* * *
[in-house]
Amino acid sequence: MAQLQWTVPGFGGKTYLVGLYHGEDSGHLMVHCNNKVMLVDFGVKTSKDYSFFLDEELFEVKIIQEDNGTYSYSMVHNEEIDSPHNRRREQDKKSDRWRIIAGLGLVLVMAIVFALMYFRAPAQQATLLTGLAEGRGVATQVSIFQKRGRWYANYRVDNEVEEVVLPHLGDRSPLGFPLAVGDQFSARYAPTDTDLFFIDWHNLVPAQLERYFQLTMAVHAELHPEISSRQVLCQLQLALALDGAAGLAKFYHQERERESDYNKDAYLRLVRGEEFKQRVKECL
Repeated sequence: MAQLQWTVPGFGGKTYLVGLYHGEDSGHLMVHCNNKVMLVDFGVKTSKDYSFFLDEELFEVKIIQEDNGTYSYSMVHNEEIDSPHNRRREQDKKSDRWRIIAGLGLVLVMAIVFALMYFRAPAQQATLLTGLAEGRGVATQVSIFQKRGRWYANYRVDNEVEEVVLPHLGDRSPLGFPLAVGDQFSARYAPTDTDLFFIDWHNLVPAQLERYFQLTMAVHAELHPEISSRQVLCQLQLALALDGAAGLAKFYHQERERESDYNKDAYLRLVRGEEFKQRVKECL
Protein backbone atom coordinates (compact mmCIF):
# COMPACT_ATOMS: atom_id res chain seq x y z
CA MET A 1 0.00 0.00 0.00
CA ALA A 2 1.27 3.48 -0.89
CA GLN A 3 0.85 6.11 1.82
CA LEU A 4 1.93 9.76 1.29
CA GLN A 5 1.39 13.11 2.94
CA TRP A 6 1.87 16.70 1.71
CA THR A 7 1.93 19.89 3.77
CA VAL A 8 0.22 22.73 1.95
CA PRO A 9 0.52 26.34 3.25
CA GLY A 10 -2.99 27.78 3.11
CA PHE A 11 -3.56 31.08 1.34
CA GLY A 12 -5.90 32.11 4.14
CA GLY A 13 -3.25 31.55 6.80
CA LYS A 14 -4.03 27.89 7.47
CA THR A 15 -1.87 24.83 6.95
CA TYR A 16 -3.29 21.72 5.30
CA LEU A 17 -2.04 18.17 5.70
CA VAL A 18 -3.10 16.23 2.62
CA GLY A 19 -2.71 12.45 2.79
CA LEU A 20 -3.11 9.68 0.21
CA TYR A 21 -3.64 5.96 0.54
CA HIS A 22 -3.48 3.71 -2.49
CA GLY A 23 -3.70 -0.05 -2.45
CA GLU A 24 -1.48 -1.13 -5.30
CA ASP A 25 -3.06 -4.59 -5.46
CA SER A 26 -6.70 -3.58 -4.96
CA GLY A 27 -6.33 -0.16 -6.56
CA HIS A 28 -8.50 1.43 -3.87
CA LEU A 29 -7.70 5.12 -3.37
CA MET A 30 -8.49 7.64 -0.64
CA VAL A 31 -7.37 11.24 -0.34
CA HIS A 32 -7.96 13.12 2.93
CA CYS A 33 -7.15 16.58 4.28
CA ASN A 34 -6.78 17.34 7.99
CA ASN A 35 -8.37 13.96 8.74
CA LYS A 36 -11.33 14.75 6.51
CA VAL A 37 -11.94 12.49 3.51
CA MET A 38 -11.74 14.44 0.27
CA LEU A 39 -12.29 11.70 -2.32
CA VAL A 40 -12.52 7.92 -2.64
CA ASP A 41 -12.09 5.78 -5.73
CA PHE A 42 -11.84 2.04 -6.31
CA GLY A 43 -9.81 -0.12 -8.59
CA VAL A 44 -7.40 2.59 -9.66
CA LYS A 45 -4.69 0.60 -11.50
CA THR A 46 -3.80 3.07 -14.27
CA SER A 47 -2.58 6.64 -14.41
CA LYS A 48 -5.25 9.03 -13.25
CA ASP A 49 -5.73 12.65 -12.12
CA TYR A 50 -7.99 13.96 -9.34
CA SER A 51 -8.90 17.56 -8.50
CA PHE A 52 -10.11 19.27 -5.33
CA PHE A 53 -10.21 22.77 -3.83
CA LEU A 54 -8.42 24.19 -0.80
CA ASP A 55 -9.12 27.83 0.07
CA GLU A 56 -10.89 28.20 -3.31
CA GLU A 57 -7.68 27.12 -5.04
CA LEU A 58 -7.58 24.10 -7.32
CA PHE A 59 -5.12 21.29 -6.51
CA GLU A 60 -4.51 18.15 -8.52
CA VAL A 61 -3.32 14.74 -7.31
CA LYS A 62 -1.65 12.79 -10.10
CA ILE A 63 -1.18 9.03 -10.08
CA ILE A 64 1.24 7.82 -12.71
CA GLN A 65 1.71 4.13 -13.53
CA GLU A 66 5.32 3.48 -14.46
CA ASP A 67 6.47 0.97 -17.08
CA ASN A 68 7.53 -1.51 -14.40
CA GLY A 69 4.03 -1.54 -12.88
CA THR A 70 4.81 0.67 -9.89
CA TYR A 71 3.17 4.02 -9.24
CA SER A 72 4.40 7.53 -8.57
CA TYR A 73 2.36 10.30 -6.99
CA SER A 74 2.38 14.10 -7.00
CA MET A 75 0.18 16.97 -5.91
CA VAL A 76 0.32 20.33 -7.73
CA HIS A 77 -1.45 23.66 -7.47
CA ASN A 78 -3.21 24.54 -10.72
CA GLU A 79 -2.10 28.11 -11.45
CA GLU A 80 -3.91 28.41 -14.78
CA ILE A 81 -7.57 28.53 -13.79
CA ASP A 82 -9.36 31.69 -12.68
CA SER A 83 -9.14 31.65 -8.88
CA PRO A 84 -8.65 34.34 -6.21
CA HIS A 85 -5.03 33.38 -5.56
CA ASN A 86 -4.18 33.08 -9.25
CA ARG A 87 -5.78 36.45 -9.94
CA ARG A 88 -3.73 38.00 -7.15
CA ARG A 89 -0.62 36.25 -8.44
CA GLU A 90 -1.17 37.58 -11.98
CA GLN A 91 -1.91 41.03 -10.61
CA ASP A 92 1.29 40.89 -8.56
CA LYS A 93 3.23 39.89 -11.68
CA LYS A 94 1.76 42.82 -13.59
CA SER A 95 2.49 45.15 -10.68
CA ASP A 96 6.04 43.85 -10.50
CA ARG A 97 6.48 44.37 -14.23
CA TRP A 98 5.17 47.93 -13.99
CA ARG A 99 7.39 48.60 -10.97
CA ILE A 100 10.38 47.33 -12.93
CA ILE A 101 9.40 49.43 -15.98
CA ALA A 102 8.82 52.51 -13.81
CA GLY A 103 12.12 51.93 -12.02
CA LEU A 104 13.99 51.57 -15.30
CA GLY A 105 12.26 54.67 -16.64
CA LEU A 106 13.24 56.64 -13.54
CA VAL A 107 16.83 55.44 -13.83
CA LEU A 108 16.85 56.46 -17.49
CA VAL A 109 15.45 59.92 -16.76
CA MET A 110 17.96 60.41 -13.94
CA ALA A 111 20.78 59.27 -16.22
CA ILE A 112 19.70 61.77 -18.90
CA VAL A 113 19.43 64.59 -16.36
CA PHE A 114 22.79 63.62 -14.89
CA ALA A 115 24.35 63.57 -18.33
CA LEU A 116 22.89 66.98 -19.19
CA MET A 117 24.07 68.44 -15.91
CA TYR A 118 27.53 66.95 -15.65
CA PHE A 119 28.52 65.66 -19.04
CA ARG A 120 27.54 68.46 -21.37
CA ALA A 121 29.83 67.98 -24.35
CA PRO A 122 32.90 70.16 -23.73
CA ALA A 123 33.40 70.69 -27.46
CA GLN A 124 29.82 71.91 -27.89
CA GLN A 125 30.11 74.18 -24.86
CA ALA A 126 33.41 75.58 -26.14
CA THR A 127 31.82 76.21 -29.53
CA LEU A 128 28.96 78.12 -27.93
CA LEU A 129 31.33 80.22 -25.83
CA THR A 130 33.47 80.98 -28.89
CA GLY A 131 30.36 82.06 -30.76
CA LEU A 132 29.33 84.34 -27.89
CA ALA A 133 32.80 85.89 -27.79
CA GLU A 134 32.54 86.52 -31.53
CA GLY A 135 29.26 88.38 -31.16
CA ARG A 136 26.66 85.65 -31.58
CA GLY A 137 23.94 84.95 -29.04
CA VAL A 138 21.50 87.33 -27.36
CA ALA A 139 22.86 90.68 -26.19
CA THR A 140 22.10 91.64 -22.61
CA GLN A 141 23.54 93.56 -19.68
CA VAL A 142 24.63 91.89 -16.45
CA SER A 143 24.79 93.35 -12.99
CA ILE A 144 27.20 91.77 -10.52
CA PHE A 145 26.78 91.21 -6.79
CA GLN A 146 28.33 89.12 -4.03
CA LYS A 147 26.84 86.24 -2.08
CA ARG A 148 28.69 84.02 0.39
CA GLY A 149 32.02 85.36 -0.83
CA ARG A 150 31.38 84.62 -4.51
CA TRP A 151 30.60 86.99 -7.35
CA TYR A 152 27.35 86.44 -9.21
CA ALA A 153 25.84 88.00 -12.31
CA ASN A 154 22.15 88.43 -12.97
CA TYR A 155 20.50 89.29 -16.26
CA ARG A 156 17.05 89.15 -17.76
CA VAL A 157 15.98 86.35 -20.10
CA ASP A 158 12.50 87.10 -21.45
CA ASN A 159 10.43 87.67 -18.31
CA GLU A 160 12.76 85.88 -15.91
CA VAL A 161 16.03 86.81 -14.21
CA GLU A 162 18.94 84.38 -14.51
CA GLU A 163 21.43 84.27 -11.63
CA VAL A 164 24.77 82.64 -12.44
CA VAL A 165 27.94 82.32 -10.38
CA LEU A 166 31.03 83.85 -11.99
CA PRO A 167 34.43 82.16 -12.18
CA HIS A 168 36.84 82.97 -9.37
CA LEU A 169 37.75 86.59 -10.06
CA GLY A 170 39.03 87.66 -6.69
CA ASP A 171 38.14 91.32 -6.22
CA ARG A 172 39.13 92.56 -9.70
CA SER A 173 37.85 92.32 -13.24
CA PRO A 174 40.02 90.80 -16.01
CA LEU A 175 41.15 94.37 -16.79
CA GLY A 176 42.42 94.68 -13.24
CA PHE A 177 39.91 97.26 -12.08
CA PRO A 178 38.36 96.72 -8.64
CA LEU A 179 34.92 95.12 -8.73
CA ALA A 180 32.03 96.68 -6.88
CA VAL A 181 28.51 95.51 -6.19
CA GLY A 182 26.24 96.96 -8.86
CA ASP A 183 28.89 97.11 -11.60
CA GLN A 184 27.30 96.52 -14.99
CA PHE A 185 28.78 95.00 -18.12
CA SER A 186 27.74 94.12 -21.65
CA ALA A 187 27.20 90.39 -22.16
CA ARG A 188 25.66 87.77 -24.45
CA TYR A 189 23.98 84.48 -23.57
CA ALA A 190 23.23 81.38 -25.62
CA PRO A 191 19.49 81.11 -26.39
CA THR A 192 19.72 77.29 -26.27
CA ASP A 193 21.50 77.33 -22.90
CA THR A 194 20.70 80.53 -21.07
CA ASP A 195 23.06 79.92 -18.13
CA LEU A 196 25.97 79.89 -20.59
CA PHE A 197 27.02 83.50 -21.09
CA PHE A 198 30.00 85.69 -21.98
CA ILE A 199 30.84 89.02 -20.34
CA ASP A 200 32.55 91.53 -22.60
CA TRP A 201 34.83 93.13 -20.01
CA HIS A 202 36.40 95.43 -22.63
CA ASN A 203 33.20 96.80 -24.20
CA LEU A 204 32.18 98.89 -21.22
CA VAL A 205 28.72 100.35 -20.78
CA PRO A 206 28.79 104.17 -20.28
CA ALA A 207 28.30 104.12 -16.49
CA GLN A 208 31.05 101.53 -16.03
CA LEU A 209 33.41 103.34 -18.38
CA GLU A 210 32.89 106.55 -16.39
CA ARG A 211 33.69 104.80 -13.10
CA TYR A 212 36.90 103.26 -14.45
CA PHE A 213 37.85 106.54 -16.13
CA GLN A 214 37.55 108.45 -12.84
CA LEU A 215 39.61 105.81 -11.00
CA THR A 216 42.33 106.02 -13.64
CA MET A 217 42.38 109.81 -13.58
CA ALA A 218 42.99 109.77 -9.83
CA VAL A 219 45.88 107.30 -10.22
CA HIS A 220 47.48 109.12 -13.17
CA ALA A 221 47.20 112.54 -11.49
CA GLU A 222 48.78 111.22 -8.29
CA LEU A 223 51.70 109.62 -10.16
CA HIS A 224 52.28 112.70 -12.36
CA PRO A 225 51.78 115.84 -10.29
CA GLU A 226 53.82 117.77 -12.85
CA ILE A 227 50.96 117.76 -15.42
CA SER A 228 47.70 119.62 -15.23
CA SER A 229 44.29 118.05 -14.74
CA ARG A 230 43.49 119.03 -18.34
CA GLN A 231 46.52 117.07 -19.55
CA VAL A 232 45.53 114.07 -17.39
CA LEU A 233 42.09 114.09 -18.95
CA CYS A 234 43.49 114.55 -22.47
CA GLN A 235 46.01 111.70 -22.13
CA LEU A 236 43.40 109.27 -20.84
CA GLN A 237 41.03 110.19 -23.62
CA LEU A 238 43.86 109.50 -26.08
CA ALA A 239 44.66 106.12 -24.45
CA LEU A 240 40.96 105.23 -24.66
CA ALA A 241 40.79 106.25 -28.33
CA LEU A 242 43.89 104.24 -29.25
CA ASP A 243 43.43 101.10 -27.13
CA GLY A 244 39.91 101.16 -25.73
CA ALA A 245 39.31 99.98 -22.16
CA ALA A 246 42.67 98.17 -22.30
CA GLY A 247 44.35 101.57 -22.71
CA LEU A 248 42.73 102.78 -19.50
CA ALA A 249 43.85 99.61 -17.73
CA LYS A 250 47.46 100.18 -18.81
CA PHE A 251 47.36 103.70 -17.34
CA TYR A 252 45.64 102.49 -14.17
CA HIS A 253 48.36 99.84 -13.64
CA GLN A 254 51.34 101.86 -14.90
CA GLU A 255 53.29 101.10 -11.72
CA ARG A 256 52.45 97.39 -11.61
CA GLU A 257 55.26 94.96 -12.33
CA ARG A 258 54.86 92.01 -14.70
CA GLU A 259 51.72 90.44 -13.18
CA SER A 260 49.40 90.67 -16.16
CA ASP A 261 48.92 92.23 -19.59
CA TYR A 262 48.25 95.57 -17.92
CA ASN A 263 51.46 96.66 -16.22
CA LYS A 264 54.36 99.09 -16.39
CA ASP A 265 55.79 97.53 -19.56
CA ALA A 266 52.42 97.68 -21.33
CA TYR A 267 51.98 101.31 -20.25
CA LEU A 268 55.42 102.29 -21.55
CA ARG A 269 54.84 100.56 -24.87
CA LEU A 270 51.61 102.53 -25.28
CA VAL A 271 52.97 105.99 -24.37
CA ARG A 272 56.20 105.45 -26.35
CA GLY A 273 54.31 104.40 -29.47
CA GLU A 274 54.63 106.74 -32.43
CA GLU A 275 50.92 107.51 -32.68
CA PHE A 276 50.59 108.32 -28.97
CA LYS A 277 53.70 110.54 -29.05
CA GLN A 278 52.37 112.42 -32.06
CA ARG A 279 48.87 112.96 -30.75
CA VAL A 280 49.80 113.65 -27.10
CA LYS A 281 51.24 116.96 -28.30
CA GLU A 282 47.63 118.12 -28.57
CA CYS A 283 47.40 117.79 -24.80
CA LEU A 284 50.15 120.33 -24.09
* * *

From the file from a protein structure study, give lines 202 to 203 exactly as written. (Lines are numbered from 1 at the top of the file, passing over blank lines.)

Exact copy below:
CA PHE A 197 27.02 83.50 -21.09
CA PHE A 198 30.00 85.69 -21.98